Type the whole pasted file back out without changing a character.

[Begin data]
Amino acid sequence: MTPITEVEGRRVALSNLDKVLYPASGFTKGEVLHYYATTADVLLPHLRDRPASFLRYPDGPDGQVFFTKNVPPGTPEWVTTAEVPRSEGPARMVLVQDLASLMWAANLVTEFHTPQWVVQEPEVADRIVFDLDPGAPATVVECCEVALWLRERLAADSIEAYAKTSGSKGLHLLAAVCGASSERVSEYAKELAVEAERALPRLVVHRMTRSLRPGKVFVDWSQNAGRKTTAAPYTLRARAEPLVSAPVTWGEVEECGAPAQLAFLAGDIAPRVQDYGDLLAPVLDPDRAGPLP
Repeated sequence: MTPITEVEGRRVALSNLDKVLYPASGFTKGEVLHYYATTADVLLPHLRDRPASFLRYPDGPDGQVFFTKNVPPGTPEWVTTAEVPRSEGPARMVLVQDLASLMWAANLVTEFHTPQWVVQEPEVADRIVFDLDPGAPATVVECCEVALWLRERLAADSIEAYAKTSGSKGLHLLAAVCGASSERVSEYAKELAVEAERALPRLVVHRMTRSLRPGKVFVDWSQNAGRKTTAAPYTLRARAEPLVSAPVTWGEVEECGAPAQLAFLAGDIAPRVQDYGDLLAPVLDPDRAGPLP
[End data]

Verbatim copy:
Amino acid sequence: MTPITEVEGRRVALSNLDKVLYPASGFTKGEVLHYYATTADVLLPHLRDRPASFLRYPDGPDGQVFFTKNVPPGTPEWVTTAEVPRSEGPARMVLVQDLASLMWAANLVTEFHTPQWVVQEPEVADRIVFDLDPGAPATVVECCEVALWLRERLAADSIEAYAKTSGSKGLHLLAAVCGASSERVSEYAKELAVEAERALPRLVVHRMTRSLRPGKVFVDWSQNAGRKTTAAPYTLRARAEPLVSAPVTWGEVEECGAPAQLAFLAGDIAPRVQDYGDLLAPVLDPDRAGPLP
Repeated sequence: MTPITEVEGRRVALSNLDKVLYPASGFTKGEVLHYYATTADVLLPHLRDRPASFLRYPDGPDGQVFFTKNVPPGTPEWVTTAEVPRSEGPARMVLVQDLASLMWAANLVTEFHTPQWVVQEPEVADRIVFDLDPGAPATVVECCEVALWLRERLAADSIEAYAKTSGSKGLHLLAAVCGASSERVSEYAKELAVEAERALPRLVVHRMTRSLRPGKVFVDWSQNAGRKTTAAPYTLRARAEPLVSAPVTWGEVEECGAPAQLAFLAGDIAPRVQDYGDLLAPVLDPDRAGPLP